It is asparagus season both here and in Italy, so I’ve been reading and cooking a lot with it lately. The first shoots of the season are even appearing up here in the cold north woods of Maine.
I included asparagus in a couple of recent posts, where I added it to a pasta, Pasta alla Carbonara con Asparagi, and a Spring Oat Risotto. This post is dedicated to the vegetable itself, and how it would be traditionally served in Italy.
In Northeastern Italy, and in fact throughout continental northwestern Europe, the most prized asparagus is white. This is less bitter, and much more tender that our green asparagus. The freshness of the asparagus is highly prized, and you don’t see it exported much outside of the region. The asparagus season is short, and you will see it make it’s way into many dishes during its short growing season.
The traditional way of preparing the asparagus in Italy, and elsewhere in Europe, is to gather a few stalks together, tie them in bunches, and blanch them vertically in a tall pot. The water level should reach just below the tips, allowing the tips, which have the finest texture and the most delicate flavor of the plant, to steam rather than boil.
To cook the asparagus:
2 lbs. asparagus, woody ends trimmed and peeled if larger than your pinky finger
Tie the asparagus stalks into small bundles of 5-7 stalks each. Stand them upright in a tall, narrow pan. If you don’t have a pan narrow enough, fill the space with something that will help hold the asparagus upright. I used a few mason jars. Fill the pan with water, until the level of water is just below the tips of the asparagus stalks. Remove the stalks from the pot, place the pot on the stove and bring to a simmer.
Salt the water, then place the bundled stalks upright in the hot water. Simmer until bright green and tender, about 8 minutes, but this will vary depending upon the thickness of the stalks.
Remove the stalks from the water, cut apart the bundles, and serve with one of the following sauces.
Some variations of this technique flavor the blanching water with butter, sugar and white wine.
The classic pairing with asparagus is egg. In France, you may serve these with a Hollandaise sauce. In Italy, I’ve found a variety of different preparations which I am sharing here.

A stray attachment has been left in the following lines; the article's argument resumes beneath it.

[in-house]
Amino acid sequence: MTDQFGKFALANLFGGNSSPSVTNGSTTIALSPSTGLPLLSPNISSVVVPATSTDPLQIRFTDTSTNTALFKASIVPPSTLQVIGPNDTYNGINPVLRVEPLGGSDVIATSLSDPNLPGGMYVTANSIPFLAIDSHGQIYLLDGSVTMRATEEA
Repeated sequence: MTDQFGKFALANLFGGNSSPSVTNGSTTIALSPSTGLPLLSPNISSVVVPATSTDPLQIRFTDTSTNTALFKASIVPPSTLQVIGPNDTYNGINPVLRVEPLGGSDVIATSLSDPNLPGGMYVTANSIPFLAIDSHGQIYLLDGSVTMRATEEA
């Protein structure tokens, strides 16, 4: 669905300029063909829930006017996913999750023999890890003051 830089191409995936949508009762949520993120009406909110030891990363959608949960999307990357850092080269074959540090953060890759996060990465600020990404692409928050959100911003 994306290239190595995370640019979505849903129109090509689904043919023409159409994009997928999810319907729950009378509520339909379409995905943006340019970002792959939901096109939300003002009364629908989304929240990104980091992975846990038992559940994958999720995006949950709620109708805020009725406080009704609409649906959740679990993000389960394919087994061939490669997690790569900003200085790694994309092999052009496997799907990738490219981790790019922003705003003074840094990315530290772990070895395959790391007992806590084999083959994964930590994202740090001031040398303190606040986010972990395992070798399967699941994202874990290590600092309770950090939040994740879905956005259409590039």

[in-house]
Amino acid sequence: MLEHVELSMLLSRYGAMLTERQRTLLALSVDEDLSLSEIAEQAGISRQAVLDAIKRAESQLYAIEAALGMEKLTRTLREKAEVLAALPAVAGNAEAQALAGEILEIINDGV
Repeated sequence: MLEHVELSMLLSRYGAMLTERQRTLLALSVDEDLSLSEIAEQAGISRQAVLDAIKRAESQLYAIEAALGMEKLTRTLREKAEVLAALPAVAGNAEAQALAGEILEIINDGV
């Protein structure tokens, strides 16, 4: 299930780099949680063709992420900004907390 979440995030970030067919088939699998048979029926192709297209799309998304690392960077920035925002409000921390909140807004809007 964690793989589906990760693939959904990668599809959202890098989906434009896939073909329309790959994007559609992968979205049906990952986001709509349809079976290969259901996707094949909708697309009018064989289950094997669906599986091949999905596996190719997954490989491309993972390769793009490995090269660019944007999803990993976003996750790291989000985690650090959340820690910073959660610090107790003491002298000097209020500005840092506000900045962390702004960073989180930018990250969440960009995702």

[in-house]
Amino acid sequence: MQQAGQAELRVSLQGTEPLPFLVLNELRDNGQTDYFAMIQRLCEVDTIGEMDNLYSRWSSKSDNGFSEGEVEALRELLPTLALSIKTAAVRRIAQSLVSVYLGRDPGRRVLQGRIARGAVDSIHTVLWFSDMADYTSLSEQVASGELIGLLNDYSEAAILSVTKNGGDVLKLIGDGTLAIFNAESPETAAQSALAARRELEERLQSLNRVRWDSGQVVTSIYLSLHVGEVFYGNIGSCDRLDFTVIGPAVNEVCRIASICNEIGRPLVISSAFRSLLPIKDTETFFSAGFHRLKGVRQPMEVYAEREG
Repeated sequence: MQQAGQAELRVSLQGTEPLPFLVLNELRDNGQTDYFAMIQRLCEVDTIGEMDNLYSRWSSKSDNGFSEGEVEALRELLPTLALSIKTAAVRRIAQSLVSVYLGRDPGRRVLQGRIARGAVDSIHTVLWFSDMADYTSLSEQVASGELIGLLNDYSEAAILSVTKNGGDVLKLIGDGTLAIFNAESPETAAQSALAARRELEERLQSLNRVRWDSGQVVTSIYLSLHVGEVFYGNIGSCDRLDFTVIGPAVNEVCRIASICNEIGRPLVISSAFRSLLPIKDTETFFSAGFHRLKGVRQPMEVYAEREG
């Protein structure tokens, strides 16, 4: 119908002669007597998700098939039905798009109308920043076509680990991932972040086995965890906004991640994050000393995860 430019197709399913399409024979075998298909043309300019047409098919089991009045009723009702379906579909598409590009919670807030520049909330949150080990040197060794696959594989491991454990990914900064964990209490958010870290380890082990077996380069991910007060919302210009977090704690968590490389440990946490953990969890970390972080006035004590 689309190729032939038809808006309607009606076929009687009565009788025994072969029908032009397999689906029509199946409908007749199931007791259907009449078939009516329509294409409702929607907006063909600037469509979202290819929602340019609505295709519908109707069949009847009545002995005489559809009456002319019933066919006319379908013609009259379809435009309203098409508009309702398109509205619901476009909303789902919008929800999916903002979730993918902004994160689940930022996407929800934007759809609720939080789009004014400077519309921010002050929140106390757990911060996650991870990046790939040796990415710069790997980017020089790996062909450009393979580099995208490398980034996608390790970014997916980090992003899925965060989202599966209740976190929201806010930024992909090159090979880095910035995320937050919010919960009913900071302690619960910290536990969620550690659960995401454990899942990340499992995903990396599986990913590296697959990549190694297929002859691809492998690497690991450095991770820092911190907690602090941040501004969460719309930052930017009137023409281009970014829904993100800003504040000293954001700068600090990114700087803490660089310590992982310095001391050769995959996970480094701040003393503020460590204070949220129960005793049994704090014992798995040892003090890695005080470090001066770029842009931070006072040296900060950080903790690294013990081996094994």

Asparagi con Uova
1 egg per person
Extra virgin olive oil
Hard boil the eggs. My method is to place the eggs in a small saucepan, fill with water, and bring to a low boil. Simmer the eggs for 12 minutes.
Shell the eggs, cut lengthwise into quarters, drizzle with olive oil, season with salt and pepper and serve. Traditionally, one would mash up the yolk of the eggs with a bit of olive oil, and enjoy with the asparagus.
This next recipe, from La Cucina – The Regional Cooking of Italy, by the Accademia Italiana della Cucina, makes a sauce from the hard boiled eggs, a bit more elegant of a presentation. It is a recipe from the Veneto, meant to be served with the Asparagi di Bassano, the sublime white asparagus from one of our favorite stops on our Italiaoutdoors Food and Wine bike tours.
Asparagi con Salsa di Uova Sode
3 large hard boiled eggs, shells removed, cut in half
2 teaspoons lemon juice
1 cup extra virgin olive oil
2 salt crusted anchovy filets, finely chopped
1 tbsp capers, rinsed and finely chopped
Salt and pepper
Remove the yolks from the eggs. Press the yolks through a sieve into a small bowl. Stir in the lemon juice and then, stirring constantly, slowly drizzle in as much olive oil as necessary to obtain a somewhat fluid sauce. This probably will not require all of the olive oil.
Finely chop the egg whites. Add to the yolks, along with the anchovy and capers. Stir to combine. Season with pepper, taste, and adjust seasoning by adding lemon juice or salt as needed. Serve with the asparagus.
This final sauce I’ve translated from a book on classic Dolomite recipes interpreted by a few Michelin star chefs in the region. Here, a very similar sauce is made from hard boiled eggs, this one is flavored with mustard and water, rather than anchovies and capers. I haven’t tried this one yet, but thought I’d share it anyway, to complete the set!
Asparagi con Salsa Bolzanina
1 teaspoon mustard
1 teaspoon white wine vinegar
2 tablespoons hot broth or water
1/4 cup extra virgin olive oil
Kosher salt and freshly ground black pepper
1 tablespoon minced chives
2 tablespoons melted butter
2 tablespoons grated cheese, such as a grana.
Boil the eggs for 7 minutes, cool, then peel and separate the yolks from the whites. In a small bowl, mix the yolks with the mustard, vinegar, and broth or water. Add the oil slowly, stirring constantly. Finely chop the egg whites, and add them to the yolks. Season with salt and pepper, and add the minced chives.
Place the asparagi on serving plates, drizzle with the melted butter and sprinkle with the grate cheese. Top with the Salsa Bolzanina and serve, accompanied by speck or prosciutto.